10. Miyan Tansen

As previously mentioned, the singer and instrumentalist Tansen (or Tan Sen, or Tanasena), was the most prominent musician in the court of the Mughal Emperor Akbar. There are various mentions of him in writings of the Mughal period, so that his actual existence is itself a certainty. Distinct ragas said to have been created by him—Miyan ki Malhar and Darbari—are illustrated on these Web pages, while other ragas said to be of his creation include Miyan ki Todi and Miyan ki Sarang. There is also at least one Mughal miniature said to be an accurate portrait of Tansen.

One of the most interesting aspects of this now legendary figure is the manner in which he embodies the composite Hindu-Muslim culture of the Mughal period. While his name is clearly Hindu, the attachment of the Muslim title Miyan indicates both respect and affection (God himself is often referred to as Allah Miyan), and gives some credence to the possibility of his having converted to Islam at some point in his life. Tansen is said to have had two wives—one Hindu, the other Muslim—and of the three sons cited in historical accounts, two have Muslim names and one a Hindu name.

There are numerous popular accounts of Tansen's musical abilities. It is said that he could charm the beasts of the forest with his singing. Another story existing in variant accounts tells of how the Emperor ordered him to sing the rare raga Dipak—the raga of fire. Tansen, fearing for the consequences, demurred, but when the Emperor insisted and he began to sing, his body began to be consumed with fever. One version has Tansen having to sing immersed in the river up to his neck to prevent his being consumed by fire; another has him having to sing the raga which he is said to have created for the rainy season (Miyan ki Malhar) immediately afterwards to bring down the horrific fever generated by the previous raga.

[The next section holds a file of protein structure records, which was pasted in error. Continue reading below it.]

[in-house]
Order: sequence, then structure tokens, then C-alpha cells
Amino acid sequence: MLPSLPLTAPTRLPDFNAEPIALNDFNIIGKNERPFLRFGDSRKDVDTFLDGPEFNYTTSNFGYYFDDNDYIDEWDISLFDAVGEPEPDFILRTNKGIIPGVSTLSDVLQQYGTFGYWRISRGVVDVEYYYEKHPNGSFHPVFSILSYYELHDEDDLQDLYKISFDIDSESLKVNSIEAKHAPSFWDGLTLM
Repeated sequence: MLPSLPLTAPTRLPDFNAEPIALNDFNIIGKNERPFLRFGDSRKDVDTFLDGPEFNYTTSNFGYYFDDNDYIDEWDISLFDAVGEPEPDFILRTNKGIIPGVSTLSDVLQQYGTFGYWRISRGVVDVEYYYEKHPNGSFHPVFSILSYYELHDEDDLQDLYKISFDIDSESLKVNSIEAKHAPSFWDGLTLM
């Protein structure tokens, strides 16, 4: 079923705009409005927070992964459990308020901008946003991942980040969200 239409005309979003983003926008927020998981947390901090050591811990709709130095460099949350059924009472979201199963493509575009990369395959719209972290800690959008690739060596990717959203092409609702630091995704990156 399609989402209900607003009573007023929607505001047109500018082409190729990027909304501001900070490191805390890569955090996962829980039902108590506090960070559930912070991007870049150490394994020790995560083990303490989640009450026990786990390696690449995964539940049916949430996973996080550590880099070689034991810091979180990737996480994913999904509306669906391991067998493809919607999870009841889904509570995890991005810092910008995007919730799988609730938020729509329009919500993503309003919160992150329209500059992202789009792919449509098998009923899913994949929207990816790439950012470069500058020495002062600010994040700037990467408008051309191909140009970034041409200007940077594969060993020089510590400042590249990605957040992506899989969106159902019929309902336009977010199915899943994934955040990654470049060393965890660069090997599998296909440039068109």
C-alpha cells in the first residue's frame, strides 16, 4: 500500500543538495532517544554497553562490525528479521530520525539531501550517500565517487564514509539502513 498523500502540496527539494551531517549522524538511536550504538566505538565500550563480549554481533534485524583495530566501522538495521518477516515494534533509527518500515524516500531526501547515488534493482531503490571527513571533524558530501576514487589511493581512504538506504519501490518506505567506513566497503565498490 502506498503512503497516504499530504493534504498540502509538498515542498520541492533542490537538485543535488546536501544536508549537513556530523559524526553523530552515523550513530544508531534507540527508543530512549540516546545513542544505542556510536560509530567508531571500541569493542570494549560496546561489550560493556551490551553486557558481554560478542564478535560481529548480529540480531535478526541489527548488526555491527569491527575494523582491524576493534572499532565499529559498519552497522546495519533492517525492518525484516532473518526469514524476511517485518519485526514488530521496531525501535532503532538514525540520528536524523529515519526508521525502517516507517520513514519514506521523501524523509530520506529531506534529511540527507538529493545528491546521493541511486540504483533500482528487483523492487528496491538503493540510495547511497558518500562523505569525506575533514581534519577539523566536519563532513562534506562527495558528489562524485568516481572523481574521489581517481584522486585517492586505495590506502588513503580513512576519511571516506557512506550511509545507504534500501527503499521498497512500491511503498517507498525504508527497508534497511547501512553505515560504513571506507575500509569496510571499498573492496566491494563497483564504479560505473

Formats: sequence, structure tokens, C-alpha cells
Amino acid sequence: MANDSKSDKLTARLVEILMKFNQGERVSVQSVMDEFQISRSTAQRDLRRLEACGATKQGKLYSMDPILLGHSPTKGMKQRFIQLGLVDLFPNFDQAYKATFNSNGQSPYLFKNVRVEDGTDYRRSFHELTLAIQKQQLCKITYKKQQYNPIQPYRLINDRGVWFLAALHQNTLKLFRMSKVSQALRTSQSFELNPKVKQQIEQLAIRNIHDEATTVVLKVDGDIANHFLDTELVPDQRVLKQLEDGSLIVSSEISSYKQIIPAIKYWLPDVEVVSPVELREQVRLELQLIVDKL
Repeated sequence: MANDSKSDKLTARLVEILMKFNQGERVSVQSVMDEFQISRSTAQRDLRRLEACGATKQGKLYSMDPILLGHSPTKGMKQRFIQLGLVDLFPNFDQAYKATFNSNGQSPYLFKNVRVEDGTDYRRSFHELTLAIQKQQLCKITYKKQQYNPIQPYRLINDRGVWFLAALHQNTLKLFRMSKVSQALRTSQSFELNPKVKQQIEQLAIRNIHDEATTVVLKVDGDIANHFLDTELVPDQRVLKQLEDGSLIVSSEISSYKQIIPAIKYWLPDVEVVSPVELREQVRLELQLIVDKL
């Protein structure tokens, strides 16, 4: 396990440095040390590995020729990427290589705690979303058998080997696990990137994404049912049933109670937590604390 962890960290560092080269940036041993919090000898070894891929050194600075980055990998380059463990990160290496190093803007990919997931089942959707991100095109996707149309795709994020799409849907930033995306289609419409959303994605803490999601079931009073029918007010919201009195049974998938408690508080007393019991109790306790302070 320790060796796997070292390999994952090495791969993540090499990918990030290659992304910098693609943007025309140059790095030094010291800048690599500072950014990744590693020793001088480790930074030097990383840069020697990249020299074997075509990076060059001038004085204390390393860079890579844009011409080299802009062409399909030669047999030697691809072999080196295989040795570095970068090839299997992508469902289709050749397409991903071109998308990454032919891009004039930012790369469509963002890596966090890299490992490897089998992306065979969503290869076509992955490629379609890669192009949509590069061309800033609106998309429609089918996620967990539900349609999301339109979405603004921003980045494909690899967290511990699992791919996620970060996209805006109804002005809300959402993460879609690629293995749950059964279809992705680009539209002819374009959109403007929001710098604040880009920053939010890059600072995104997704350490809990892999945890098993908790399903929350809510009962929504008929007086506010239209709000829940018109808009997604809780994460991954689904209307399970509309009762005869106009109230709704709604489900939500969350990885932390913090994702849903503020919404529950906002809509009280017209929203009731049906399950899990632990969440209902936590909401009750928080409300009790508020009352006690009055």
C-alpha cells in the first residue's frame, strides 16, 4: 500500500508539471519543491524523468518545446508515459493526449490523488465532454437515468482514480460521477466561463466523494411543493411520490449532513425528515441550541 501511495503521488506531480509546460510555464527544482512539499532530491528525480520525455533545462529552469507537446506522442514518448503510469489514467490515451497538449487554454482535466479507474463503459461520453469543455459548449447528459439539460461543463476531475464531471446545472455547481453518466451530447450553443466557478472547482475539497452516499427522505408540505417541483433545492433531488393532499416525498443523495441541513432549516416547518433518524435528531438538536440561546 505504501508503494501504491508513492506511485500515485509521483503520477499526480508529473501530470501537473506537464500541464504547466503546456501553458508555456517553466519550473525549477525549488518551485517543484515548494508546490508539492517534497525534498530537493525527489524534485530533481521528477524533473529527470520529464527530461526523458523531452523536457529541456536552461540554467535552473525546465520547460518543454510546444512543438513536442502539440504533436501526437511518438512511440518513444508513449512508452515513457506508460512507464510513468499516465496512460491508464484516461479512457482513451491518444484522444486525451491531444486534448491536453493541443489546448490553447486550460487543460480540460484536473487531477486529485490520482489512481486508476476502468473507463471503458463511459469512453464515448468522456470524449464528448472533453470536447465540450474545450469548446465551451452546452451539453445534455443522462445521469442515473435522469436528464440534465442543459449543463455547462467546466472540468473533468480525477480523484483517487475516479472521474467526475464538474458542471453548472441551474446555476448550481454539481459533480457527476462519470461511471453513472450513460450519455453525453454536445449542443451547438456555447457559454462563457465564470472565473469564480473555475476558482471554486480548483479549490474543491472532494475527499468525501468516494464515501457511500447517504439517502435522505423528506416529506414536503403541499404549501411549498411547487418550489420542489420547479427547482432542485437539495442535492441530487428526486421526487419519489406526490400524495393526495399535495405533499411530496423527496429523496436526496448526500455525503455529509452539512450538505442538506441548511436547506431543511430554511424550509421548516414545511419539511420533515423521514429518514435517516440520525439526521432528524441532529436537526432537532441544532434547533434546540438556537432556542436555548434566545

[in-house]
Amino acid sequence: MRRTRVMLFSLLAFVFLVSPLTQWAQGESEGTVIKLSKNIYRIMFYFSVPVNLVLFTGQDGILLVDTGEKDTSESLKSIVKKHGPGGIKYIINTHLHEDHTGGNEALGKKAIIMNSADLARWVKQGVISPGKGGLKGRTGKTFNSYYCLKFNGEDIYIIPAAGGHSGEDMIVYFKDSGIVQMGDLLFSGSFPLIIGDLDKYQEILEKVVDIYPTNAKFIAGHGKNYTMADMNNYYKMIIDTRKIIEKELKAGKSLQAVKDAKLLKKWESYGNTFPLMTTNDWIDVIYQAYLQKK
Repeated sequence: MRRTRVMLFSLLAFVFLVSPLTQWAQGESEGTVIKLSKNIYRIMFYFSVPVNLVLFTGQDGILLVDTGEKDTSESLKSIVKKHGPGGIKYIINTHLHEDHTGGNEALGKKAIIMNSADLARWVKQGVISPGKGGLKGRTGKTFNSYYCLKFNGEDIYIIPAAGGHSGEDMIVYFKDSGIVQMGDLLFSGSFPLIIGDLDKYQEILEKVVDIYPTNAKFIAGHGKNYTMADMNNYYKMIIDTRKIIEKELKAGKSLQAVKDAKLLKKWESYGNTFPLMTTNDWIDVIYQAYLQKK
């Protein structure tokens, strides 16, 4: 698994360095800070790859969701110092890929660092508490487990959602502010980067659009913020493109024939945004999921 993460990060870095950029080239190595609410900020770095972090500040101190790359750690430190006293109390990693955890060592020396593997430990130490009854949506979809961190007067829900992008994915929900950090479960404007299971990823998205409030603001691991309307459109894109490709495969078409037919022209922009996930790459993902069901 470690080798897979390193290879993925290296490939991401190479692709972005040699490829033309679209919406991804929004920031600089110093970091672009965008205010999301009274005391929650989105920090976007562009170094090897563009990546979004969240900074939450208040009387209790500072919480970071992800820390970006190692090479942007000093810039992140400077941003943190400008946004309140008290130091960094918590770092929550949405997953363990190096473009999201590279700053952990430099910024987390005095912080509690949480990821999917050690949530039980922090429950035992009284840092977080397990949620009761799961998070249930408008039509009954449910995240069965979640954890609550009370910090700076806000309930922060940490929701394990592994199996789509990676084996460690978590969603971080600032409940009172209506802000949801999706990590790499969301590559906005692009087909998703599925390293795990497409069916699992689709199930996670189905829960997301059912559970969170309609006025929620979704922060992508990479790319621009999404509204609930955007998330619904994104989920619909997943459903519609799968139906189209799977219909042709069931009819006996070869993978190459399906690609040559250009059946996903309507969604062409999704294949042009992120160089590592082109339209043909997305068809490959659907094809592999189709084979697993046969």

According to contemporary accounts, Akbar's opinion of Tansen was so high that he insisted a procession of musicians, singing and playing the while, accompany the body to the graveyard in the manner of a wedding procession.

At least one of Tansen's sons—Bilas Khan—was also a musician. The story is told of how a number of musicians were asked by the Emperor to sing after Tansen's death, and when Bilas Khan sang his own new version of the raga Todi, the spirit of the deceased father was so pleased with his son's rendition that the head of Tansen's lifeless body moved from side to side in the conventional Indian gesture of appreciation; to this day, Raga Bilaskhani Todi is one of the most popular of morning ragas.

-- Brian Q. Silver

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